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Pound is no longer the most hated currency, but it isn’t loved

The pound was last worth $1.30 on September 30, a day when lawyers were lining up to derail Brexit in the courts, a resilient consumer as challenging economists’ dire post-referendum predictions and carmaker Nissan was demanding compensation for staying in the UK.

Investors have become familiar with such Brexit unpredictability. Yet few of them could have guessed how sterling, tweeted by Nordea analyst Martin Enlund as “the most hated currency in the known universe last week”, could be close to regaining such a level so swiftly.

The working assumption for the rest of 2017 had been that, at best, the pound would carry on trading in the $1.20-1.27 range that has prevailed for the past six months. Currency traders and money managers couldn’t identify a catalyst to drive it higher until Theresa May’s snap election decision on Tuesday.

Sterling’s surge from a low near $1.25 at the start of the week to the giddy heights of $1.29 has investors asking whether this marks the start of a sustained recovery, or a climb that soon peters out once the bearish bets that traders had are fully liquidated. Ultimately, the outlook for the pound rests on what kind of deal the UK secures from the EU, and that remains a source of uncertainty.

The surprise election has raised the prospect of a softer Brexit than expected, since it relieves the pressure on Mrs May’s narrow negotiation timetable and allows her more time to sell a deal to the British public.

Alan Ruskin, a foreign-exchange strategist at Deutsche Bank, is not so sure. Investors need to ask themselves whether a soft Brexit really is on the cards, he says. “Count me as a sceptic here.”

But some are more convinced, and expect further strength for the currency. Since the next election is now not until 2022, three years after the deadline for negotiations, that opens the possibility of the UK and EU agreeing a transition deal.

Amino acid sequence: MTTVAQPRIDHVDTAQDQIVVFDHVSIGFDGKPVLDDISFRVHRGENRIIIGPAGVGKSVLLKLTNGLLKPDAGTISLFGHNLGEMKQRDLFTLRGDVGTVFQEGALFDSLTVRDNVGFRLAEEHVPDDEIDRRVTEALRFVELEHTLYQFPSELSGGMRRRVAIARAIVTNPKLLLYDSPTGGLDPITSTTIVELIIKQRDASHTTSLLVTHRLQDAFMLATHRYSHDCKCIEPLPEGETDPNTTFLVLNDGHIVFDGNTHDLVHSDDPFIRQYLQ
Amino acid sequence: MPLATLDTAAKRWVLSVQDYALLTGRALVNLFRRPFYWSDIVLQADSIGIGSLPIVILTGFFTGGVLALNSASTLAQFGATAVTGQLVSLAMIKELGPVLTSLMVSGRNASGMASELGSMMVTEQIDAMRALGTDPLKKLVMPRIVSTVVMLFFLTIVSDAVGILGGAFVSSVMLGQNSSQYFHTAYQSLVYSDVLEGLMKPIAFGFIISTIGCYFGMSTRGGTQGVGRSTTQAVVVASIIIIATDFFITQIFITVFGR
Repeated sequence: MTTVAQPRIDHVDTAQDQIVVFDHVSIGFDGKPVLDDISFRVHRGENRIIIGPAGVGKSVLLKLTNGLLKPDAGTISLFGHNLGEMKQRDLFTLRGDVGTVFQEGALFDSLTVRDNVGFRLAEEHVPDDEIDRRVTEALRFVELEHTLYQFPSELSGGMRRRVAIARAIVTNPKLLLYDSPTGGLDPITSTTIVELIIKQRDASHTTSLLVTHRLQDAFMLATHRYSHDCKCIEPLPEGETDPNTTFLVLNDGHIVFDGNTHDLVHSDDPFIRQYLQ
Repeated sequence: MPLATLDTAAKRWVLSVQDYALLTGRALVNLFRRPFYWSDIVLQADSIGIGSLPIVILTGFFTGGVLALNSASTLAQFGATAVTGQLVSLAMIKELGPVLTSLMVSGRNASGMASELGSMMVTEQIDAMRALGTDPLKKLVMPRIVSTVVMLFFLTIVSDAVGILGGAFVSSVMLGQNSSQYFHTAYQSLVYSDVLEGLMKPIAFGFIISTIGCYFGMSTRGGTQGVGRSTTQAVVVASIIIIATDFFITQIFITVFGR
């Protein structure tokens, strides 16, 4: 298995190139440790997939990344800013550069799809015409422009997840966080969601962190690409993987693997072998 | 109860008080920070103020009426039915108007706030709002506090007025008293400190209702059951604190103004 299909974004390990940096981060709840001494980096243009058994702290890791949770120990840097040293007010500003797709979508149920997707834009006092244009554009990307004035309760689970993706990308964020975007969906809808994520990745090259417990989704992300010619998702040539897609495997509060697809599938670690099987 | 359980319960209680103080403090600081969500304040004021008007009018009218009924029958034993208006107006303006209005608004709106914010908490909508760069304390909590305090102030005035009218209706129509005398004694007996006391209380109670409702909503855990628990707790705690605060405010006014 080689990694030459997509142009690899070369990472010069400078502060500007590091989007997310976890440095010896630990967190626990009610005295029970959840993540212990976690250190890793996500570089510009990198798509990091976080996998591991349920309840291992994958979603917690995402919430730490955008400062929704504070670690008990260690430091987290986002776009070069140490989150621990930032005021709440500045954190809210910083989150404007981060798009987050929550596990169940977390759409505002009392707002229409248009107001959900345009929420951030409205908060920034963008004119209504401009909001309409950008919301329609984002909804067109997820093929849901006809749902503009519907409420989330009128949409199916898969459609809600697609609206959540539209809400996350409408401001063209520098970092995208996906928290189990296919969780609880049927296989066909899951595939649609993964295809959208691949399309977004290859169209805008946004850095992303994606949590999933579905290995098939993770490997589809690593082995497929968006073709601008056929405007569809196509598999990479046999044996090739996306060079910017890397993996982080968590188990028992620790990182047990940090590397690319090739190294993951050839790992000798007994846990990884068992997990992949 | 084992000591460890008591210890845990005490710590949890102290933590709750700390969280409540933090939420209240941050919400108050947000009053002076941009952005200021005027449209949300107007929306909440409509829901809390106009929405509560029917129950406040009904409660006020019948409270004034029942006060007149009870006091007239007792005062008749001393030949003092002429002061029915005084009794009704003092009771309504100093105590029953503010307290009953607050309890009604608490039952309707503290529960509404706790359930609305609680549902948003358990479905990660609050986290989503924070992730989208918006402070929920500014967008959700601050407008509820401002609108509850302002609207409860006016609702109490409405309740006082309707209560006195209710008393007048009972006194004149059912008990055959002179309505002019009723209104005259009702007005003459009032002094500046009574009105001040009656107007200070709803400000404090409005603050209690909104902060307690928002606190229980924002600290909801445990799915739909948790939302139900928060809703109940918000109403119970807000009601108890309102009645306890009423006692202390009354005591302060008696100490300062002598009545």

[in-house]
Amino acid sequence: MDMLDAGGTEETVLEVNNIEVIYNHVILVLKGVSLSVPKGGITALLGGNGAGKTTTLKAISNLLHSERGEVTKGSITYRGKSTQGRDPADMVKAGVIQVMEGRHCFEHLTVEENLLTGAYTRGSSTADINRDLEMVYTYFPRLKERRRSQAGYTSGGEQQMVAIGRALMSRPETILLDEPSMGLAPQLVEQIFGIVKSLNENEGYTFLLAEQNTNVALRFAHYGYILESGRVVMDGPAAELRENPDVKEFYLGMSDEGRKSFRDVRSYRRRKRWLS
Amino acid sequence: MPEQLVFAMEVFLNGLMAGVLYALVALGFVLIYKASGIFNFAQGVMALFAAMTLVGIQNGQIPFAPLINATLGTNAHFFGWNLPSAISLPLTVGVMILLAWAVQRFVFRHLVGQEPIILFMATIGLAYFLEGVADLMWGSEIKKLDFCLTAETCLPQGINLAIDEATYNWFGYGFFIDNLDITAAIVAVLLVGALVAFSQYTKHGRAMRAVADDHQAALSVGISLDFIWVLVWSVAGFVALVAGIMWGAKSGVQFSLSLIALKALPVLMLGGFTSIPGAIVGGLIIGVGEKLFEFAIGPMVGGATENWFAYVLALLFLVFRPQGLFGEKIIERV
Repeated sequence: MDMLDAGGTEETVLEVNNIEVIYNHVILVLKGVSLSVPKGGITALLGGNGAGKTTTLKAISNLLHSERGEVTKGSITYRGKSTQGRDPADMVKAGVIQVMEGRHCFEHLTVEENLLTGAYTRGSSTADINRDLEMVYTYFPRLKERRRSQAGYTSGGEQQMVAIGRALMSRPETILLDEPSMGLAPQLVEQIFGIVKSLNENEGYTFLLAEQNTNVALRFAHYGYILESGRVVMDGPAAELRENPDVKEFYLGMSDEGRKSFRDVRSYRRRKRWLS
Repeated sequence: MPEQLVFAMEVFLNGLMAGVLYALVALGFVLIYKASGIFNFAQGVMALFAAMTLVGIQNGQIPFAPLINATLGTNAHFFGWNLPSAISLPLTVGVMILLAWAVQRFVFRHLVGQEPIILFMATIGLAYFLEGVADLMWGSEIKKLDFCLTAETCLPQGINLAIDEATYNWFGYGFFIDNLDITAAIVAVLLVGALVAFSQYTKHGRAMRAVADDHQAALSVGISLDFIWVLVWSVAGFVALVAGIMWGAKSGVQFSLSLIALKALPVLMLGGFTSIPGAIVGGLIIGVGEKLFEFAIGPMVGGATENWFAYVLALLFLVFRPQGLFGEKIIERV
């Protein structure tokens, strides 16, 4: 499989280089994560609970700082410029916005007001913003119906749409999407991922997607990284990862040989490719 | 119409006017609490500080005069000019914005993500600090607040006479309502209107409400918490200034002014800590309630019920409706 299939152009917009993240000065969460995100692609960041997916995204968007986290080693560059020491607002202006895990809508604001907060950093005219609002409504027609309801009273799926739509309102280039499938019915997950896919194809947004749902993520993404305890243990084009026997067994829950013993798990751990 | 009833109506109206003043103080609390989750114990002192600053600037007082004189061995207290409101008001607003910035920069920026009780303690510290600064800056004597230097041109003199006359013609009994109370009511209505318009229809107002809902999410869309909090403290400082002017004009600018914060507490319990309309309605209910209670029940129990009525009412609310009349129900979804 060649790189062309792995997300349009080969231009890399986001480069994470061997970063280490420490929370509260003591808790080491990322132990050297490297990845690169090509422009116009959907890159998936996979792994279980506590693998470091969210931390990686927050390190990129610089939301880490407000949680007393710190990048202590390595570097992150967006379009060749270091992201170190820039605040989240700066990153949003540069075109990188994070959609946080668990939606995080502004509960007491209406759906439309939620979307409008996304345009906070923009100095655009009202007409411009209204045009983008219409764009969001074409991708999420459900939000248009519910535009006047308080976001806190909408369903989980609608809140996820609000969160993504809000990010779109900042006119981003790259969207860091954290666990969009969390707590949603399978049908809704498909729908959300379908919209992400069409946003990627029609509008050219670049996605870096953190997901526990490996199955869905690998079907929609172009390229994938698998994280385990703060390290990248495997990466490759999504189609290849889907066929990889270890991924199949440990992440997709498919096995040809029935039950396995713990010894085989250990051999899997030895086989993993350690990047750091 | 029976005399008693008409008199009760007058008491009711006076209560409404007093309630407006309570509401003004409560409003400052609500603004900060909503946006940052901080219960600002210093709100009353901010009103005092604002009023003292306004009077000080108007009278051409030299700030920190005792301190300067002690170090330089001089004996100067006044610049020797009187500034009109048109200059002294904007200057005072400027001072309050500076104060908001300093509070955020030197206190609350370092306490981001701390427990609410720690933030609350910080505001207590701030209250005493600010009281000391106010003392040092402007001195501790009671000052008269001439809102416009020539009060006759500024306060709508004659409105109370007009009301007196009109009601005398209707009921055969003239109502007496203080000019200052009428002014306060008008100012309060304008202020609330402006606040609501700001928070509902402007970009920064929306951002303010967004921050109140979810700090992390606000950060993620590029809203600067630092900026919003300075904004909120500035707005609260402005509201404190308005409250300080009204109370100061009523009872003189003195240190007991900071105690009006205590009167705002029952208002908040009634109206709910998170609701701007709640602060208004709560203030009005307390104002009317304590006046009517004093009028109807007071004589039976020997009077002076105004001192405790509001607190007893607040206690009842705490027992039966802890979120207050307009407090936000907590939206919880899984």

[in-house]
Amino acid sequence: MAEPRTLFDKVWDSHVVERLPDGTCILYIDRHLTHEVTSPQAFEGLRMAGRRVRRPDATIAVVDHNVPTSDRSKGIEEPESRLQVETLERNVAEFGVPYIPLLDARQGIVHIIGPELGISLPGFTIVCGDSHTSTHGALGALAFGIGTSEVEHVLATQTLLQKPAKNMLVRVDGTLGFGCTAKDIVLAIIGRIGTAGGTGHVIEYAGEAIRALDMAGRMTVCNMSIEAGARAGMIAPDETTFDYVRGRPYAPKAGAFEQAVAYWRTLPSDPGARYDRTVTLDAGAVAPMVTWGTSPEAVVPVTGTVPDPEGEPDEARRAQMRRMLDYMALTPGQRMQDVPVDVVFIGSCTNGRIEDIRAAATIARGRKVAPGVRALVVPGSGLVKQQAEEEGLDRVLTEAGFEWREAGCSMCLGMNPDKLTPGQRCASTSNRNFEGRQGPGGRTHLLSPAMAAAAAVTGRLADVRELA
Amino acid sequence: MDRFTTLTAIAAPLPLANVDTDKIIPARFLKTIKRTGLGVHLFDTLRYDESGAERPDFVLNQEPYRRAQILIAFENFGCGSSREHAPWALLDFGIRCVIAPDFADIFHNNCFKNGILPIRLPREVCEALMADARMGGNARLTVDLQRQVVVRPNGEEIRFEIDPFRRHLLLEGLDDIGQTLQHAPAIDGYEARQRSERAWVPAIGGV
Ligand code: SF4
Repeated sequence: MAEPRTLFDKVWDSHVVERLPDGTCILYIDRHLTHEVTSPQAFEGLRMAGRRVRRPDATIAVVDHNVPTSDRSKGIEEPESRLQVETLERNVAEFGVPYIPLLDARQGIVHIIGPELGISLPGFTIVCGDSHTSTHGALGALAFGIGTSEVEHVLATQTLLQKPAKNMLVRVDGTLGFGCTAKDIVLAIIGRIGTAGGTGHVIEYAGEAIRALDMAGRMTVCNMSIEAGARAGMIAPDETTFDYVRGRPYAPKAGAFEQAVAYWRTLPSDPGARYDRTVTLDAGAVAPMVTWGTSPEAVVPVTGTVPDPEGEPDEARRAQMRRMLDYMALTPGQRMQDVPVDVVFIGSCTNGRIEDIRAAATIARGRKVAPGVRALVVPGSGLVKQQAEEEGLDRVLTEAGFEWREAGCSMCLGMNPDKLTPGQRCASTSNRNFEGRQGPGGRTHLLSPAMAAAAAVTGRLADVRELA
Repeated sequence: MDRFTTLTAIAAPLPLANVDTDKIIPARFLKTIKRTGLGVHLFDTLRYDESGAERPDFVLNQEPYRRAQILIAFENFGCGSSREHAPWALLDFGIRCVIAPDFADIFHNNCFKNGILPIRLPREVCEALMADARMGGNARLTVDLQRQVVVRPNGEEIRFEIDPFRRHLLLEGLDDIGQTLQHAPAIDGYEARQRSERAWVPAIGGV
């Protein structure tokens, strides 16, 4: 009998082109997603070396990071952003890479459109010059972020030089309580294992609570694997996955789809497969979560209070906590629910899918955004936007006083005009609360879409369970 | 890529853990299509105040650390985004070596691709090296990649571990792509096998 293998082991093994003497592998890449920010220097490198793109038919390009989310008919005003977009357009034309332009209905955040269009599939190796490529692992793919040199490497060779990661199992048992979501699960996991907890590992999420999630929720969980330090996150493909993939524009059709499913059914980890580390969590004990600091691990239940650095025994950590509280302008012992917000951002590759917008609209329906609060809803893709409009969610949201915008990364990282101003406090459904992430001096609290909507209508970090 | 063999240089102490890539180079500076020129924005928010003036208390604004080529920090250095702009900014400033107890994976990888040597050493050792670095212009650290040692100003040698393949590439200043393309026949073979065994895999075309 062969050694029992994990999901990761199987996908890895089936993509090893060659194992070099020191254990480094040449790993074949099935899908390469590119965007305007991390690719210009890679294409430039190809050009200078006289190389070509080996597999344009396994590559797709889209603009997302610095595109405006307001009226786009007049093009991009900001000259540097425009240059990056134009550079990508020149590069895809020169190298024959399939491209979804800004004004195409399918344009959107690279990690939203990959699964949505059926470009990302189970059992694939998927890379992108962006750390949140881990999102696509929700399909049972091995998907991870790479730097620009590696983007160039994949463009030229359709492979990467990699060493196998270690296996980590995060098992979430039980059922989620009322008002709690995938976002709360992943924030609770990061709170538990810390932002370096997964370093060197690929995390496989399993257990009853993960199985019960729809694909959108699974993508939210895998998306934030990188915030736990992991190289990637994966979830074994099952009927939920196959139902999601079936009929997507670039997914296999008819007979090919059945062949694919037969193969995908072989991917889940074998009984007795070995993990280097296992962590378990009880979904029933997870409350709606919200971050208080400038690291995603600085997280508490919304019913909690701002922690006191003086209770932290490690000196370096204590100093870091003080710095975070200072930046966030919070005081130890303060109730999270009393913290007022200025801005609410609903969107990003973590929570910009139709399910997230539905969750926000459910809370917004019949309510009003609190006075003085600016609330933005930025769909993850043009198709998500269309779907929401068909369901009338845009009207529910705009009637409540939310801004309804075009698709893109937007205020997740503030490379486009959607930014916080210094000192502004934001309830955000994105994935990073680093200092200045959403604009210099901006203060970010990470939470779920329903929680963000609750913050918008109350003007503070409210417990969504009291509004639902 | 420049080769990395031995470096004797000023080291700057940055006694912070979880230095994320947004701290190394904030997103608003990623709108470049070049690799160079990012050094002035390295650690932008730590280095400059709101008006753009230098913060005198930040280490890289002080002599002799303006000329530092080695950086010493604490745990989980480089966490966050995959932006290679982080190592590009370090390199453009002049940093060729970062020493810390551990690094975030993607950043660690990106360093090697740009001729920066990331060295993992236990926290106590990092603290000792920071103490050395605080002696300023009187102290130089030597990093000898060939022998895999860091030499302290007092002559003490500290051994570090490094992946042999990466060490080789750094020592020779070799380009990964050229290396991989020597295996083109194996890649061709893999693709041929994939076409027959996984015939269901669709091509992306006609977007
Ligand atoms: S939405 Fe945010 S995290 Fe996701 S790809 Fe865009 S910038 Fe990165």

Sterling “should be higher”, according to analysts at Nomura, up to the $1.30-1.35 range. National Australia Bank thinks it is “not difficult to envisage a return to $1.34-1.35”. Bank of America Merrill Lynch and Deutsche both talk about the early election as a “game-changer” for the pound. BNP Paribas sees the euro falling from its current level of 0.8350p against the pound to 80p.

With more time on the UK’s side to strike a deal over Brexit, “the tail risks for sterling have narrowed”, says BofA.

BNP Paribas’s base case was that a transitional arrangement would be achieved. Now that there is no election in 2020, “this probability has risen further still,” says forex strategist Sam Lynton-Brown. “This is sterling positive.”

While that may not necessarily lead to the soft Brexit outcome the market would need to restore the pound to pre-referendum levels, investors feel a degree of uncertainty has been removed. They now foresee how a transitional deal could lead to what Nomura calls a “smooth” Brexit.

More bearish sterling-watchers think this a fairly narrow view. Some say the pound’s 2.7 per cent surge following Mrs May’s election announcement – one of its biggest one-day gains in nearly half a century – was mainly sparked by the need to close extreme bearish bets against sterling rather than hailing a material shift in the UK’s prospects.

Deutsche’s Corax platform, which takes a snapshot of currency positioning data on Tuesday afternoons UK time, showed sterling being “aggressively bought.”

“The market was uncomfortable by the size of sterling shorts,” says Paul Lambert, currency manager at Insight Investment.

Taking short sterling positions was a popular trade, says Alberto Gallo, portfolio manager at Algebris Investments, and so “the short-term picture is positive” for sterling if that trade becomes less popular.

Longer term, though, has anything changed? Or, as Mr Gallo suggests, is all that has happened is to delay an inevitably bad outcome for the UK economy, and to slow the speed of sterling depreciation?

He worries about low UK productivity, high household debt, inequality and the inability of the Bank of England to raise rates.

“We don’t see an economic plan for the country,” says Mr Gallo. Instead, he suggests, Mrs May’s best hope is to consolidate power, apply the same economic model, weaken the pound to soften the impact of Brexit and widen the UK current account deficit.

Watch out, too, for some nasty surprises from economic data. The economy has held up better than economists expected, says Rabobank analyst Jane Foley, and the IMF has revised upwards UK growth this year to 2 per cent.

But higher inflation is hurting consumers, house prices are stalling, and trade negotiations with the EU could become painful. Sterling, says Ms Foley, remains “a vulnerable currency and subject to continued bouts of volatility”.

It is particularly vulnerable to the euro in the short term if France elects a mainstream candidate as president next month, and in the longer term if negotiations become difficult.

“The market is a bit UK-dominated,” says Nick D’Onofrio, chief executive of UK-based hedge fund North Asset Management. “It isn’t taking into account the euro side of negotiations.”

He thinks the market is misinterpreting the snap election decision and ignoring the prospect of a hard Brexit, predicting the euro will trade 10 per cent higher at 90p in nine to 12 months’ time.

“I’m not wholly negative,” says Mr D’Onofrio, “but sterling is going to suffer.”

The pound may have lost its “most hated currency” status for now, but the market has yet to fall in love with it again.